In addition to licensing, the technology is available for further development through collaborative research opportunities with the inventors.

A New Antiviral Pathway that is Responsible for Viral Clearance: Modulation of ADAR1 Activities Enhance Antiviral Therapies and Virus Infection of Tissue Culture Systems

Deborah R. Taylor et al. (FDA).

U.S. Provisional Application No. 60/605,238 filed 27 Aug 2004 (DHHS Reference No. E-121-2004/0-US-01).

Licensing Contact: Robert M. Joynes; 301/594-6565; joynesr@mail.nih.gov.

This technology relates to the finding that the antiviral activity of interferon (IFN) is mediated by the activation of an enzyme RNA adenosine deaminase (ADAR1). This enzyme acts by deaminating adenosine residues in dsRNA molecules of the virus into inosine residues. This, in turn, may lead to mutations, genomic instability and ultimately to complete degradation and elimination of the virus. The subject patent application focuses on Hepatitis C virus (HCV), but may be broadly applied to the other viruses.

Based on the above-described finding, the technology offers two important utilities in the medical field:

1. Antiviral therapeutics: Because ADAR is so potent as an inhibitor of the growth of HCV, an agonist of this pathway or specifically of ADAR should enhance the clearance of the virus from the cells. Methods to identify such ADAR agonists are described in the subject patent applications.

2. HCV cell line for drug and vaccine research: The finding described in the subject patent application may lead to an efficient cell line for growing HCV. Currently, there is not a good system to grow this virus. The addition of ADAR inhibitors (such as RNAi or chemicals that target the catalytic domain of ADAR) to the system will result in a system that can efficiently grow the virus. Such a cell line is important for vaccine development against HCV as well as the development of anti-viral therapeutics.

In addition to licensing, the technology is available for further development through collaborative research opportunities with the inventors.

Compositions Comprising T Cell Receptors and Methods of Use Thereof

Richard Morgan (NCI) and Steven Rosenberg (NCI).

PCT Application No. PCT/US2004/029608 filed 13 Sep 2004 (DHHS Reference No. E-106-2004/0-PCT-01).

Licensing Contact: Michelle A. Booden; 301/451-7337; boodenm@mail.nih.gov.

Historically, adoptive immunotherapy has shown promise in treating cancer. Traditionally, these adoptive techniques developed to date have relied on isolating and expanding T-cells reactive to a specific tumor associated antigen. However, the approach has been limited by number of isolatable T cells specific to a tumor-associated antigen in a cancer patient's immune system and a very time consuming procedure to isolate and expand the appropriate T-cells.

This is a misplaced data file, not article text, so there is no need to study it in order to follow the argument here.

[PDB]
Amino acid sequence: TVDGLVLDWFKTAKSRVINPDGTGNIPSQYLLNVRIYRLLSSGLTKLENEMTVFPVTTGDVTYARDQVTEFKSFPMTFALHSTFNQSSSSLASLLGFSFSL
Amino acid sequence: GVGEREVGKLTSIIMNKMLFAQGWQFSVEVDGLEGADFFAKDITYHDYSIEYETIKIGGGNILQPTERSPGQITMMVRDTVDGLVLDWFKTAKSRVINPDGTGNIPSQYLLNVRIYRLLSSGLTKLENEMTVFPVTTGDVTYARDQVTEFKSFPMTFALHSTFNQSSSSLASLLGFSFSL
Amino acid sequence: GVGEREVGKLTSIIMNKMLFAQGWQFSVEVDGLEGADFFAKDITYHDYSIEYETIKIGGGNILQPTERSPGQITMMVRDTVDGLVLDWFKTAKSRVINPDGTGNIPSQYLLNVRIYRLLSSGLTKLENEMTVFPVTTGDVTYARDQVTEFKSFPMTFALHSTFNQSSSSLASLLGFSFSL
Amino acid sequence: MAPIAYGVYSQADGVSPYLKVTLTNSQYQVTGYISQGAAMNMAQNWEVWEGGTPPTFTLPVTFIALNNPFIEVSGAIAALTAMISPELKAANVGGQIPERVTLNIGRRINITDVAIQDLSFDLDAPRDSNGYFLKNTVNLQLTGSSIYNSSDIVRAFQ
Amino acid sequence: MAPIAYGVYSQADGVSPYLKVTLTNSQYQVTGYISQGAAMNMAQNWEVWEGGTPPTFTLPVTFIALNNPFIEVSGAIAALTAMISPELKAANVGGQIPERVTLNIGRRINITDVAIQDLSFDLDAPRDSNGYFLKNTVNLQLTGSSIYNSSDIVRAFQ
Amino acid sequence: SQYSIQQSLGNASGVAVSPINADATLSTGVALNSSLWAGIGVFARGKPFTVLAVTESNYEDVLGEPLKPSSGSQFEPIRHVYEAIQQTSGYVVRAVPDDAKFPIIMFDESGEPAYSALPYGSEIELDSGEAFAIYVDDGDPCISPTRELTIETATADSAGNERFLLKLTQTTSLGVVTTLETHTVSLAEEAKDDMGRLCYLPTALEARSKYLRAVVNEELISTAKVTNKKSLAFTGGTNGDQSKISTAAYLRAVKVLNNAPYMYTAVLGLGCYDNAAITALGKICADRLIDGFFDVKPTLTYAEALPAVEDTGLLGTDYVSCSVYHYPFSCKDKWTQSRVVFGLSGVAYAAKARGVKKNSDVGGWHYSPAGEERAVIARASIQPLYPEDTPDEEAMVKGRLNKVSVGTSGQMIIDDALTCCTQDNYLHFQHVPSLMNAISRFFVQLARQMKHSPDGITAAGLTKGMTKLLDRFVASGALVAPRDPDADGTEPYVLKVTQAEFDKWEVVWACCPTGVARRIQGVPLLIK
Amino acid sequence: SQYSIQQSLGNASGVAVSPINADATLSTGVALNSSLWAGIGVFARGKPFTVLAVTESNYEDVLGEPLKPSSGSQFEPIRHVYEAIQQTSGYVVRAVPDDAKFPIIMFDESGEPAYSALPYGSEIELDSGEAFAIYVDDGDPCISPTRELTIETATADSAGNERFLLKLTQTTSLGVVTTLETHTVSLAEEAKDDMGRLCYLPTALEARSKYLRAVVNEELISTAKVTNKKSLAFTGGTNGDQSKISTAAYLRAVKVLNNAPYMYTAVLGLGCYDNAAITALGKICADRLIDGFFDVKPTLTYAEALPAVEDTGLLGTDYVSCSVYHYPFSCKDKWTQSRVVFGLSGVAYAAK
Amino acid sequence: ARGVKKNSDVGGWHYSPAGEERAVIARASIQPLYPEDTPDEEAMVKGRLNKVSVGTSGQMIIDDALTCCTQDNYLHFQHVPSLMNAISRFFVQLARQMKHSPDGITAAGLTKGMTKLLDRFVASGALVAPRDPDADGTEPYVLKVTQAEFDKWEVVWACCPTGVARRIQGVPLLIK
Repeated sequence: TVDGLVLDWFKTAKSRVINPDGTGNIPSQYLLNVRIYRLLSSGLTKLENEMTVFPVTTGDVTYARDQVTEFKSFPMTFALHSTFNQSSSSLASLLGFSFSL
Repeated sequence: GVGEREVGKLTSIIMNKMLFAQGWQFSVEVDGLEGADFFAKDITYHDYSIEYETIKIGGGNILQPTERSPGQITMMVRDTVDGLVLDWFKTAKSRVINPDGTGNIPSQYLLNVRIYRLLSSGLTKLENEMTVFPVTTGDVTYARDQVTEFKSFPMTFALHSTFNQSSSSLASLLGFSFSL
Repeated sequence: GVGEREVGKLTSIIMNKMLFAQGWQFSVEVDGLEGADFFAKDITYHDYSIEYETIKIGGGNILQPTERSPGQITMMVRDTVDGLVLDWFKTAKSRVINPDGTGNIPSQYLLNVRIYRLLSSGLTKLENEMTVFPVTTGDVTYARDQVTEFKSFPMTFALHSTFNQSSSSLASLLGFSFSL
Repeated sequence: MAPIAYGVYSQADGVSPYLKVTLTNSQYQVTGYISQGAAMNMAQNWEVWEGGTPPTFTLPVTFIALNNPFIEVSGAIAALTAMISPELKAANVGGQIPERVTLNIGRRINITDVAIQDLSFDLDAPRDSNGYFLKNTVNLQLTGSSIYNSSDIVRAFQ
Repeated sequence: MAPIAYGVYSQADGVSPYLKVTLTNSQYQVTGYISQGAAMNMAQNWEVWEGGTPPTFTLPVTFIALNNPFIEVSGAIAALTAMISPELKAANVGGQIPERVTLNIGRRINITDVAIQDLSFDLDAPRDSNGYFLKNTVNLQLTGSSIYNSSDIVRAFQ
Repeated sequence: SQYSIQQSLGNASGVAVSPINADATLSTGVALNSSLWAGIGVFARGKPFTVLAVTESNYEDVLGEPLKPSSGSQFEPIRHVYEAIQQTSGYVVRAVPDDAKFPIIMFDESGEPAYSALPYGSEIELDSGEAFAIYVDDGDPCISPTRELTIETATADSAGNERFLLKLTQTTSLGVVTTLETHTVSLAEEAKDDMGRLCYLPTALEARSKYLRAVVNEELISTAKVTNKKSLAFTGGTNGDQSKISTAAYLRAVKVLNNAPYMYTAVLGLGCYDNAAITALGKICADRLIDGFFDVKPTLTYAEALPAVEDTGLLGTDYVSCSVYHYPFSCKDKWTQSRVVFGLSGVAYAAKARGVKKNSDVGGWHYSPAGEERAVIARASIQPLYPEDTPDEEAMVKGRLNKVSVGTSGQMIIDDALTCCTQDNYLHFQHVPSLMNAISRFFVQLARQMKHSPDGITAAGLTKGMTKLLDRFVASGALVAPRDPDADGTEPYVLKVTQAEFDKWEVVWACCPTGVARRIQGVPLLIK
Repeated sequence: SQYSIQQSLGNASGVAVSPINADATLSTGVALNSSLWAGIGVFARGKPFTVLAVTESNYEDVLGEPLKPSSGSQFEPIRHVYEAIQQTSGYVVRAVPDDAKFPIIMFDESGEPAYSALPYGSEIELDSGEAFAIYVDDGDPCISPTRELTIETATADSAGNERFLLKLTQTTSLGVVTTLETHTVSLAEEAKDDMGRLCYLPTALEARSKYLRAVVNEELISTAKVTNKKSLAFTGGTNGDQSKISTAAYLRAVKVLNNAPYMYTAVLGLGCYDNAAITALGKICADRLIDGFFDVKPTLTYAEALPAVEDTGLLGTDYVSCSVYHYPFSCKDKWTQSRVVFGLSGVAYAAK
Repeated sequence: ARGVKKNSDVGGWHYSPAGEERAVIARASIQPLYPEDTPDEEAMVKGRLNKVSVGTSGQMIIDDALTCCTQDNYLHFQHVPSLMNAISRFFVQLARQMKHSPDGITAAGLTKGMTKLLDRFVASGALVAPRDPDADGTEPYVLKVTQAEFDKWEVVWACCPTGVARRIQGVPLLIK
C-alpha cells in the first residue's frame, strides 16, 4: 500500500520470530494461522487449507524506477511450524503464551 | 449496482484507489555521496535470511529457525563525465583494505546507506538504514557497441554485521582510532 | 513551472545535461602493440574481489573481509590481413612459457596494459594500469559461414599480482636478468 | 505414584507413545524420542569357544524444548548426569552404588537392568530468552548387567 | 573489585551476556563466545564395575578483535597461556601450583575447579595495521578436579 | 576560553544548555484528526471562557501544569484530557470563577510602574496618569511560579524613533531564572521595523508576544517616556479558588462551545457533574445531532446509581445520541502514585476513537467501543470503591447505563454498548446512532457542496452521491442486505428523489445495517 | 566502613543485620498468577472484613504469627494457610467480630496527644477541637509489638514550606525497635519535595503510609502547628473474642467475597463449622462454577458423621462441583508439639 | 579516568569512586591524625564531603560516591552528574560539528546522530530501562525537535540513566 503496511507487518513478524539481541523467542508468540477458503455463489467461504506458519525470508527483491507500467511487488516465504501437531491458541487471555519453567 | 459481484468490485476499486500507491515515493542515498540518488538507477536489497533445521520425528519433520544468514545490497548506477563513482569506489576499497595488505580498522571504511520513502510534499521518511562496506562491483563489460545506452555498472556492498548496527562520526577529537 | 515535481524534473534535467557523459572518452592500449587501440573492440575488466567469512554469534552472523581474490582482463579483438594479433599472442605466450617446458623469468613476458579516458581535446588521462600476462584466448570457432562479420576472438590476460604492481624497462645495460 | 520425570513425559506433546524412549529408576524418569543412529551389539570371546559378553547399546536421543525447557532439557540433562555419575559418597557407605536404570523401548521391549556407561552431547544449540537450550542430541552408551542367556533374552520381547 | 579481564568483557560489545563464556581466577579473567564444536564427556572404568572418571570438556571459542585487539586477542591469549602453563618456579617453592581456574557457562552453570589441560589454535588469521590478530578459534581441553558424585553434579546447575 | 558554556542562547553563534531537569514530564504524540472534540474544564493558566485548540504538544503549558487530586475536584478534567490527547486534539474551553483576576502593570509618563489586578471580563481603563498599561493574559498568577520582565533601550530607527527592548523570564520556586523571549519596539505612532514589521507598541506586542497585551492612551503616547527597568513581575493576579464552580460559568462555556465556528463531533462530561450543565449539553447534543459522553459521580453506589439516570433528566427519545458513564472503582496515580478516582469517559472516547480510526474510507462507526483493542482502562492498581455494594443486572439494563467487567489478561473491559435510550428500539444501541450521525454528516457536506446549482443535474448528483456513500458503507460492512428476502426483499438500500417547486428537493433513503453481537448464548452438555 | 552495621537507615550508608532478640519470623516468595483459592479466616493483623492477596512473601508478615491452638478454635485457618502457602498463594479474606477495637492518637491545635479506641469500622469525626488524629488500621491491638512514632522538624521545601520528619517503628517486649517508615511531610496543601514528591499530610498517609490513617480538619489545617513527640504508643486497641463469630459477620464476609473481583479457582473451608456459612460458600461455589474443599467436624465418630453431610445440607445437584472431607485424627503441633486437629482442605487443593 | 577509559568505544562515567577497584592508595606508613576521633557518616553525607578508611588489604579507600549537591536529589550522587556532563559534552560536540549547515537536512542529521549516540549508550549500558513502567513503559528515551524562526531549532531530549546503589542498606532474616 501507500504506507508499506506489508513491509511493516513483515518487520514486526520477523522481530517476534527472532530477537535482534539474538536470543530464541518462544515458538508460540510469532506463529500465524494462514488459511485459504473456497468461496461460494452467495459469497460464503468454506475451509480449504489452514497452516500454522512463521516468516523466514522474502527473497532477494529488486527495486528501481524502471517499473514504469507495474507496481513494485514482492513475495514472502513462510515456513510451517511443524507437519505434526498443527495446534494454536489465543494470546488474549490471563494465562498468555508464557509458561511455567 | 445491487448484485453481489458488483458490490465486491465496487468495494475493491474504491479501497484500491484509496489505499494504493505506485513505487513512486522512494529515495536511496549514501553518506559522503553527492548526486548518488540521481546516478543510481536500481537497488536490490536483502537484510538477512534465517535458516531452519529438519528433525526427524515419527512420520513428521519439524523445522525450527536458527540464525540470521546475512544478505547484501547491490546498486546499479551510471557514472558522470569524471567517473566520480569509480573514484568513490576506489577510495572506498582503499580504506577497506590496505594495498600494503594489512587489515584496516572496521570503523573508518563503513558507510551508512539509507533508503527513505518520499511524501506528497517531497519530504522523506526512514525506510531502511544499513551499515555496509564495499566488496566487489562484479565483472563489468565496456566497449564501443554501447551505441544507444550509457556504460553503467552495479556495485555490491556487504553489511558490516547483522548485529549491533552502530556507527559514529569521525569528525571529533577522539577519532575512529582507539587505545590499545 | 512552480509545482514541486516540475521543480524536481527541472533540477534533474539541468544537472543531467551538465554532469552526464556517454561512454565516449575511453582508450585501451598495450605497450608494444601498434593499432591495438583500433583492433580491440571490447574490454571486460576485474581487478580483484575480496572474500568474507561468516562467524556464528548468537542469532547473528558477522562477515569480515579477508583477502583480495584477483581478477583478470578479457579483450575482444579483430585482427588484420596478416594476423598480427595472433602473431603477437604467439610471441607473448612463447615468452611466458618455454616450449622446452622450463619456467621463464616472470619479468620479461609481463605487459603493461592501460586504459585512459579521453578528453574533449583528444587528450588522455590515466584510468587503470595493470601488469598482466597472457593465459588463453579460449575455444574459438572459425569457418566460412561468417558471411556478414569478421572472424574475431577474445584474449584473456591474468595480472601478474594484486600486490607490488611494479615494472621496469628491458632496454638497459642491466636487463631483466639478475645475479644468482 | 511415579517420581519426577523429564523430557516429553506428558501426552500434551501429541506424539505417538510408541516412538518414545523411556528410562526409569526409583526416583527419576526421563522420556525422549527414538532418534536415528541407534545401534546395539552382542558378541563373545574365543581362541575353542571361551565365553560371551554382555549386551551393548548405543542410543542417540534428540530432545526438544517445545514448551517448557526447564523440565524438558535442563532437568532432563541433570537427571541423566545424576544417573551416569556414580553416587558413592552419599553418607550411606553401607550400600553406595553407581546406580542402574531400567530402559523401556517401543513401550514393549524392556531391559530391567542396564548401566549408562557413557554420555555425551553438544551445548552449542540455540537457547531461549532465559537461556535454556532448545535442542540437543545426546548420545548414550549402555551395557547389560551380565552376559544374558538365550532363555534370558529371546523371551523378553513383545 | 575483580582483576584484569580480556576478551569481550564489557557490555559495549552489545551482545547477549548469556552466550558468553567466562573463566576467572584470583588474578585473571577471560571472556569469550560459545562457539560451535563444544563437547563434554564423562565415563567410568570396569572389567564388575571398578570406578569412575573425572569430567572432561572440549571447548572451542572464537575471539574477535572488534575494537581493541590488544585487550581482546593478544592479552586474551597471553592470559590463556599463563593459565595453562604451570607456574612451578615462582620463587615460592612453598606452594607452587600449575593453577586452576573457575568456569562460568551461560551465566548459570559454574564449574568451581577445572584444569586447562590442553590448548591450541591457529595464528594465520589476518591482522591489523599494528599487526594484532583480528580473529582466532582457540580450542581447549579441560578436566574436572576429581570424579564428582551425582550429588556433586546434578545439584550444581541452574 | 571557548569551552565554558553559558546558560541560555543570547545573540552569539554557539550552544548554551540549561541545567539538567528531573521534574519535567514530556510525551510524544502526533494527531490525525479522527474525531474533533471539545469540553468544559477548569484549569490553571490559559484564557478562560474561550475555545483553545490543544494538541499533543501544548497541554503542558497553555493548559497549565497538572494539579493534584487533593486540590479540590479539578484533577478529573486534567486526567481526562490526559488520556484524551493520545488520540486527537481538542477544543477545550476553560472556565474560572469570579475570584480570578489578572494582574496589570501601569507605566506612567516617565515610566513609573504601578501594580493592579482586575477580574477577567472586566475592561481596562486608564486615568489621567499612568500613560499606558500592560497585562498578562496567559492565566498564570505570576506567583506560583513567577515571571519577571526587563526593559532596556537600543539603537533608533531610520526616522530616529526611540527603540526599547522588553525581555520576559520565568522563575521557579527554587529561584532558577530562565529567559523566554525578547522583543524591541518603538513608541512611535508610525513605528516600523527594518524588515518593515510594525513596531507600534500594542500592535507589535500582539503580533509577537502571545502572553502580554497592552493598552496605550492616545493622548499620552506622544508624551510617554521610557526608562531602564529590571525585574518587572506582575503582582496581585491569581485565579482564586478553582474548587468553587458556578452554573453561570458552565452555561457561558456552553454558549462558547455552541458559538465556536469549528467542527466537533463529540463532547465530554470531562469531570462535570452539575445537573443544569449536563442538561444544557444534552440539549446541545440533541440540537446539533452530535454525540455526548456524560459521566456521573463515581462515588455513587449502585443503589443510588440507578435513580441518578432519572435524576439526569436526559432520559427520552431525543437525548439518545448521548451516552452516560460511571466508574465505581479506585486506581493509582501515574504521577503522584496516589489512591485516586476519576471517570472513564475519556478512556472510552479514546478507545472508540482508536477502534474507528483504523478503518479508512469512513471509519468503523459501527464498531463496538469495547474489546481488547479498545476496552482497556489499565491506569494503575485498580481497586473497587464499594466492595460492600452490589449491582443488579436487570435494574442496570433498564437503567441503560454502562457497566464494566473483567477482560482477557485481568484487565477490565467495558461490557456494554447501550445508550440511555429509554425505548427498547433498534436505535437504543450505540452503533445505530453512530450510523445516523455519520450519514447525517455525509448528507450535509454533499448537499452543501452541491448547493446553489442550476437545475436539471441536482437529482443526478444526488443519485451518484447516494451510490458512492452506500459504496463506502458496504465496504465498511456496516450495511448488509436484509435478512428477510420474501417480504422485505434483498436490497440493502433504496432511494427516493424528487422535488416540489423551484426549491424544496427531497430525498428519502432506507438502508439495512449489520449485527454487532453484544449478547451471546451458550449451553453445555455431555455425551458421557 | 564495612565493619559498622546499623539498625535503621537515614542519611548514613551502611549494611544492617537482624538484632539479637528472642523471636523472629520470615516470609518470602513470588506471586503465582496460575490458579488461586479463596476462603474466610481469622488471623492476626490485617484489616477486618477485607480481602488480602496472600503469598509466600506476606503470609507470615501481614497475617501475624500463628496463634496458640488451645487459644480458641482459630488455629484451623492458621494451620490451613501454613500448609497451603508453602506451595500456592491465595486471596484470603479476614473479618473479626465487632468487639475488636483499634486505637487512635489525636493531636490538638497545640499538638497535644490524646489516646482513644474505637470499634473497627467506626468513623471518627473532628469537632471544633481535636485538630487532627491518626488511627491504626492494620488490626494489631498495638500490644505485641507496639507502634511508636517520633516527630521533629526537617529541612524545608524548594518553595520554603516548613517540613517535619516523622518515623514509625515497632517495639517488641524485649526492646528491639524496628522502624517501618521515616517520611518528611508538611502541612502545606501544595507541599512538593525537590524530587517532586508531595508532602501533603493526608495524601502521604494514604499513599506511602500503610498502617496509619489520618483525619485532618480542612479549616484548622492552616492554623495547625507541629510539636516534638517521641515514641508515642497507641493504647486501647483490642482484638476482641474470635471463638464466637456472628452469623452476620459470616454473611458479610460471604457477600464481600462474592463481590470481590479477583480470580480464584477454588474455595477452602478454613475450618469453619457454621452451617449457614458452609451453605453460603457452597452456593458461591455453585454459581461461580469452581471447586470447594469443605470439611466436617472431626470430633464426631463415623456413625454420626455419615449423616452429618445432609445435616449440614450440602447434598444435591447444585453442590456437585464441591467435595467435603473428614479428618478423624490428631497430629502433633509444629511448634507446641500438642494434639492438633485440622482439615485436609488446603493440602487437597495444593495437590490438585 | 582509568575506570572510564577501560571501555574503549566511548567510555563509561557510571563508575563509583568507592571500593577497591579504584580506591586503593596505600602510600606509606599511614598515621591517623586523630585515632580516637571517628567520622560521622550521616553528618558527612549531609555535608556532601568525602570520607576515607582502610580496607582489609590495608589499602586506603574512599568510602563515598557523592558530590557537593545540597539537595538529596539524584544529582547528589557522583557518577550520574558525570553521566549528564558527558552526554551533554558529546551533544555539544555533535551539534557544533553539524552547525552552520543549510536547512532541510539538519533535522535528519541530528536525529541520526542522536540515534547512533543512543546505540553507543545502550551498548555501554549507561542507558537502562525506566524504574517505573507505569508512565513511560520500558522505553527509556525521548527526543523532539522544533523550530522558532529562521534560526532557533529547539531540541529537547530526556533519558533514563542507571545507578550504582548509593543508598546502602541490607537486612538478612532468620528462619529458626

This invention describes the composition and use of nucleic acid sequences that encode polypeptides capable of forming a T cell receptor (TCR) in a genetically engineered cell. Specifically, these nucleic acid sequences will encode TCR's specific to tumor associated antigens (TAA), gp100, NY-ESO-1, and MART-1. T Cells engineered with these tumor associated antigen specific TCRs show specific immune responses against TAA expressing cancer cells. This observation has a profound effect on the potential efficiency of new adoptive therapies targeted towards cancer.

An adoptive therapy method has been developed using the TAA specific TCR nucleic acids to engineer isolated, non-specific T-cells. This method could eliminate the need to isolate and expand T-cells that may or may not be present in a cancer patient. Clinical trials are currently underway to prove the efficacy of this new adoptive therapy in malignant melanoma.

Details of this invention are published in:

1. Morgan RA, Dudley ME, Yu YY, Zheng Z, Robbins PF, Theoret MR, Wunderlich JR, Hughes MS, Restifo NP, Rosenberg SA. High efficiency TCR gene transfer into primary human lymphocytes affords avid recognition of melanoma tumor antigen glycoprotein 100 and does not alter the recognition of autologous melanoma antigens. J Immunol. 2003 Sep 15;171(6):3287-95.

2. Zhao Y, Zheng Z, Robbins PF, Khong HT, Rosenberg SA, Morgan RA. Primary human lymphocytes transduced with NY-ESO-1 antigen-specific TCR genes recognize and kill diverse human tumor cell lines. J Immunol. 2005 Apr 1;174(7):4415-23.

3. Hughes MS, Yu YY, Dudley ME, Zheng Z, Robbins PF, Li Y, Wunderlich J, Hawley RG, Moayeri M, Rosenberg SA, Morgan RA. Transfer of a TCR Gene Derived from a Patient with a Marked Antitumor Response Conveys Highly Active T-Cell Effector Functions. Hum Gene Ther. 2005 Apr;16(4):457-72.

In addition to licensing, the technology is available for further development through collaborative research opportunities with the inventors.

Retrovirus-Like Particles and Retroviral Vaccines

David E. Ott (NCI).

PCT Application filed 27 Oct 2003 (DHHS Reference No. E-236-2003/0-PCT-01).Start Printed Page 33185

Licensing Contact: Susan Ano; 301/435-5515; anos@mail.nih.gov.

This technology describes retrovirus-like particles and their production from retroviral constructs in which the gene encoding all but seven amino acids of the nucleocapsid (NC) protein was deleted. This deletion functionally eliminates packaging of the genomic RNA, thus resulting in non-infectious retrovirus-like particles. These particles can be used in vaccines or immunogenic compositions. Specific examples using HIV-1 constructs are given. Furthermore, efficient formation of these particles requires inhibition of the protease enzymatic activity, either by mutation to the protease gene in the construct or by protease inhibitor thereby ensuring the production of non-infectious retrovirus-like particles. This technology is further described in Ott et al., Journal of Virology, 2003, 77(5), 5547.

Start Signature

Dated: May 26, 2005.

Steven M. Ferguson,

Director, Division of Technology Development and Transfer, Office of Technology Transfer,National Institutes of Health.

End Signature End Preamble

[FR Doc. 05-11221 Filed 6-6-05; 8:45 am]

BILLING CODE 4140-01-P